A conforming loan is a mortgage loan that is available to the average and everyday homeowner and home buyer. Not only is it easy to qualify for, but it is also quite easy to find mortgage lenders. Many of these lenders will offer conforming loans irrespective of your credit and financial situation. This article is an overview of conforming loans, what their role is in the mortgage market, eligibility requirements, and the various pros and cons. With that, let’s dig in!

What is a Conforming Loan?

A conforming loan is a mortgage that is eligible to be purchased by Fannie Mae and Freddie Mac. These are two government-sponsored enterprises (GSEs) which we’ve discussed at length previously. A conforming loan can be purchased by these GSEs because it meets (“conforms”) to their standards. These standards include limits on the amount that can be borrowed.

Requirements To Qualify for A Conforming Loan

You must meet certain eligibility requirements of Fannie Mae and Freddie Mac to get a conforming loan. These requirements include:

  • Maximum Loan limit – for 2021, this amount is $548,250 for a single-family home in most markets and $822,375 in higher-cost areas.
  • Credit score – At least 620.
  • Debt ratios – Ideally, a front-end ratio of 28 percent or less and a back-end ratio, also known as the debt-to-income (DTI) ratio, of 36 percent or less.
  • Down payment and equity – Ideally, the down payment is at least 20 percent for a purchase mortgage. For a refinance mortgage you need 20 percent equity. However, Fannie Mae and Freddie Mac also back conventional loans with down payments that are as low as 3 percent.
  • Loan-to-value (LTV) ratio – Ideally, 80 percent or lower. Again, Fannie Mae and Freddie Mac also back conventional loans with LTVs that are as high as 97 percent. This depends on whether it’s an adjustable-rate or fixed-rate mortgage.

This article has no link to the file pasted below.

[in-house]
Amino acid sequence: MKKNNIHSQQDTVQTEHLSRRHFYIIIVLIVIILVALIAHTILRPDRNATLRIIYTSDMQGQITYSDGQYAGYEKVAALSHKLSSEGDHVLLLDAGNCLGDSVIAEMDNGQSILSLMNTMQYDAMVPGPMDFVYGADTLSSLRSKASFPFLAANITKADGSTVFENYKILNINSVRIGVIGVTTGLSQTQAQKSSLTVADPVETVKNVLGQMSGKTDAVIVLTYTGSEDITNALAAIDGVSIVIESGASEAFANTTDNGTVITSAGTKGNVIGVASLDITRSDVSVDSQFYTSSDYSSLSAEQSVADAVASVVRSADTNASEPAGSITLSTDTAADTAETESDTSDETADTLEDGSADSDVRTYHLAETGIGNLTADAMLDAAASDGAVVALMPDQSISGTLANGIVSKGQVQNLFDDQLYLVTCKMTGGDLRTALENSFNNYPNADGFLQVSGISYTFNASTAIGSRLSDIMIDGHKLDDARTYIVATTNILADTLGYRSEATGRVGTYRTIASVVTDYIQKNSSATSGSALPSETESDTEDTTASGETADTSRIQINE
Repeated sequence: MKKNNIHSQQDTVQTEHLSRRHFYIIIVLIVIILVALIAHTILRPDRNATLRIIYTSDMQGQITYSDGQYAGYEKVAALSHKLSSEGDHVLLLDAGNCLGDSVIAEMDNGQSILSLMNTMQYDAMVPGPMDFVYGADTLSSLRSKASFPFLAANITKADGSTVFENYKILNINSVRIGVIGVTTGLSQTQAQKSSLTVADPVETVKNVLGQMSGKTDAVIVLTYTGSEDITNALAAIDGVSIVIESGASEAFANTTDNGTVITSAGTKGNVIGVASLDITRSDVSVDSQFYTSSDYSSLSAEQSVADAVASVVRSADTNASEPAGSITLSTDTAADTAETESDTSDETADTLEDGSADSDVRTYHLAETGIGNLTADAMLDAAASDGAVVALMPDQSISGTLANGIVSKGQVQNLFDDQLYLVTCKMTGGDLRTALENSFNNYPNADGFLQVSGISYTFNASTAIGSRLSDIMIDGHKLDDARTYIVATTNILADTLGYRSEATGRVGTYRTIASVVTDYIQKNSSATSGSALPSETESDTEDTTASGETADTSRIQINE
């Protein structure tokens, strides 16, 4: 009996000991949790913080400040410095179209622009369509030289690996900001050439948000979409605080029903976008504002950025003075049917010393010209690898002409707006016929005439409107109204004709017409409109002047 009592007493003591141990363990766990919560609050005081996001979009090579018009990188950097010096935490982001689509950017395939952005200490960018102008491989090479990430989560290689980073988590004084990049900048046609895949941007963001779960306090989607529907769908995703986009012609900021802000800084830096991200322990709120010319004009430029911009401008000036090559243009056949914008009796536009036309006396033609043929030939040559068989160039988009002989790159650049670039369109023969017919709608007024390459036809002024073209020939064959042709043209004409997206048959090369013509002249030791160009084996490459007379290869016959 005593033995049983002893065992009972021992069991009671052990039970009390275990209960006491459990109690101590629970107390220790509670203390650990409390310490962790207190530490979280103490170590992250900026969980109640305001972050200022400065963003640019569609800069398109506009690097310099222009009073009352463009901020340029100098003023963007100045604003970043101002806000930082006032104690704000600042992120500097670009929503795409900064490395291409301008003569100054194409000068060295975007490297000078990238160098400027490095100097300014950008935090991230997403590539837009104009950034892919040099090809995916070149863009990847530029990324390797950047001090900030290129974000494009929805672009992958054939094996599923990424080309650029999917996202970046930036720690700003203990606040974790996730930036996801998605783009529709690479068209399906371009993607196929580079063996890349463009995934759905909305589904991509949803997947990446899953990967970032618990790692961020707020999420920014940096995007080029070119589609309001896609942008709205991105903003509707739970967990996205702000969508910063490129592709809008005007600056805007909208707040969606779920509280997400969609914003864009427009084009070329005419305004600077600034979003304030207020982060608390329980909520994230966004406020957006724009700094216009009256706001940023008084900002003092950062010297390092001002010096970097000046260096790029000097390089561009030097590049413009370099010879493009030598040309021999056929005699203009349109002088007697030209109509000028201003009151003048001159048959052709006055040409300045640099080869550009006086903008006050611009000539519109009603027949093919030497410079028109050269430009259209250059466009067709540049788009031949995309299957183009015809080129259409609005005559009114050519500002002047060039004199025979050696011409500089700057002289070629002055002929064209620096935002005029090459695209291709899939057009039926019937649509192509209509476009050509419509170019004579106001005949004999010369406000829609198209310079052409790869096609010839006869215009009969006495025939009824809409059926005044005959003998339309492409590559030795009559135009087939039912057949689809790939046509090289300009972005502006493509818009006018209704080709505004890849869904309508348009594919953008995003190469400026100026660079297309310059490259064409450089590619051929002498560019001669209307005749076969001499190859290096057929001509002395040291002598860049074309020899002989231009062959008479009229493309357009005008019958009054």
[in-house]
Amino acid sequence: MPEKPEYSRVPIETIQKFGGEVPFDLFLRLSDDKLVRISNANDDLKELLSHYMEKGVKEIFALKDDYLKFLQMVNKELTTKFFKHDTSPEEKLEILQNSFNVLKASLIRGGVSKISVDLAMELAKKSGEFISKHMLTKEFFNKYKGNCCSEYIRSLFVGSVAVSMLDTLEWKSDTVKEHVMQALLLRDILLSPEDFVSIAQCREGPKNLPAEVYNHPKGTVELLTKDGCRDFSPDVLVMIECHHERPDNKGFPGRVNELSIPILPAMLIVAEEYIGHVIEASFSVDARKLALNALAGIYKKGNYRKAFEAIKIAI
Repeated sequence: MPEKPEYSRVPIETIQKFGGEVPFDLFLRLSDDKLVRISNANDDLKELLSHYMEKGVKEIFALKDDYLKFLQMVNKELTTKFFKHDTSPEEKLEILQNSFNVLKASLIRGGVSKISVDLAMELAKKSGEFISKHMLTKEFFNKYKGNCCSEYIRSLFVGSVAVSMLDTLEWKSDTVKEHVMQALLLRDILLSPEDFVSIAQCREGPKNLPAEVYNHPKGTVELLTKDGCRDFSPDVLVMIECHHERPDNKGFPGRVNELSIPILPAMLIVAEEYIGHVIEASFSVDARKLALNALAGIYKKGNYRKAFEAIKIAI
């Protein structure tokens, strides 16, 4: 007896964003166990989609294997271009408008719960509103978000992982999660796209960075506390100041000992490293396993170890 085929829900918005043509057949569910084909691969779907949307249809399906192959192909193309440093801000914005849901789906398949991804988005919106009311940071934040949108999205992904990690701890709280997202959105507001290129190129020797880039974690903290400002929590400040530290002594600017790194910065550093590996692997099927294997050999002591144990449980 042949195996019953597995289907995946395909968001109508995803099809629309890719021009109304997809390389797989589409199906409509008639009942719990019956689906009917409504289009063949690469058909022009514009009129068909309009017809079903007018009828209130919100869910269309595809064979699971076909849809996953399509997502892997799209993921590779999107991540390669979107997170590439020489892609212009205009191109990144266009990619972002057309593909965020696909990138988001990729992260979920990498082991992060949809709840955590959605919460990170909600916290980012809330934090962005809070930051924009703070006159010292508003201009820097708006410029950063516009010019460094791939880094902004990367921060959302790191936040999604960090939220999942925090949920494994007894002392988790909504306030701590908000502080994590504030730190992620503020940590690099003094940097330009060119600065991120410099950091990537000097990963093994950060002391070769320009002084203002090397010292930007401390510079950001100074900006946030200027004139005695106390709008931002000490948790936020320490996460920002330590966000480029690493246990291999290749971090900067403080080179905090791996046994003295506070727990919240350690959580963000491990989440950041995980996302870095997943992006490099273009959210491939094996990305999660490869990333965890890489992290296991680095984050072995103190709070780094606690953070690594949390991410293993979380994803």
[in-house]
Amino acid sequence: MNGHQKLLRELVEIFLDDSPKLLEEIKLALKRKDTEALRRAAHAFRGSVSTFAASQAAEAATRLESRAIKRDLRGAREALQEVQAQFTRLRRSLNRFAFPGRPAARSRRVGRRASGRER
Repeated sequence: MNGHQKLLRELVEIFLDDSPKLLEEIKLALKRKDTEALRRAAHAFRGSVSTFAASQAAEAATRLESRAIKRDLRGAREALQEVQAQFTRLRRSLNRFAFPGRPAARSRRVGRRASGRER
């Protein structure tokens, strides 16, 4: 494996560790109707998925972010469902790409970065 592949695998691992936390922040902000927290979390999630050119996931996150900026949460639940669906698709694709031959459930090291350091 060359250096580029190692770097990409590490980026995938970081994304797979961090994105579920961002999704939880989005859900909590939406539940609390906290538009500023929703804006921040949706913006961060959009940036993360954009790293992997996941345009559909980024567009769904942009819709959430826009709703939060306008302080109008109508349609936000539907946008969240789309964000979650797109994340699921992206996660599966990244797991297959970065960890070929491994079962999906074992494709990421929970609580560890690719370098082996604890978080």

Keep in mind that the above-listed requirements are only the minimum. It is possible to qualify for a conforming loan with a higher DTI ratio and lower down payment. However, in this example you may have to pay a higher interest rate. You would also likely have to pay for private mortgage insurance.

Conforming loan limits for 2021

The conforming loan limit for 2021 is $548,250 for a single-family home in most areas. However, you may be able to borrow as much as $822,375 in areas with high home values, such as Hawaii and parts of California and New York. You can check the conforming loan limit in your county using this map from the Federal Housing Finance Agency (FHFA).

Generally, the FHFA sets and reevaluates the conforming loan limits annually to align with changes in national average home prices. As home prices have increased over time in recent years, it shouldn’t be a surprise that the conforming loan limit has also increased:

chart showing history of conforming loan limits

What are the benefits of a conforming loan?

  • These loans are offered by many different lenders, allowing you to compare services and prices.
  • If you put down at least 20% of the home price, you can avoid paying for private mortgage insurance, which can save hundreds of dollars each month.
  • Since these loans can be purchased by Fannie Mae and Freddie Mac, they often come with lower interest rates.
  • Conforming loans are more standardized compared to non-conforming loans. What this means is that no matter which lender you approach, you’re more likely to receive the same eligibility requirements.

What are the disadvantages of a conforming loan?

  • Your DTI ratio must meet the loan standards. The maximum DTI ratio is typically 36 percent, but that can stretch to 45 percent or even 50 percent if you have other “compensating factors,” such as a high credit score.
  • If you’re looking to purchase a more expensive home, a conforming loan may not be your best option due to the conforming loan limits.

The Bottom Line:

Conforming loans are a great loan option for first-time home buyers who have excellent credit and are looking for a moderately-priced home to buy. Not only is it easy to qualify for, but it also offers greater consumer protections and lower interest rates.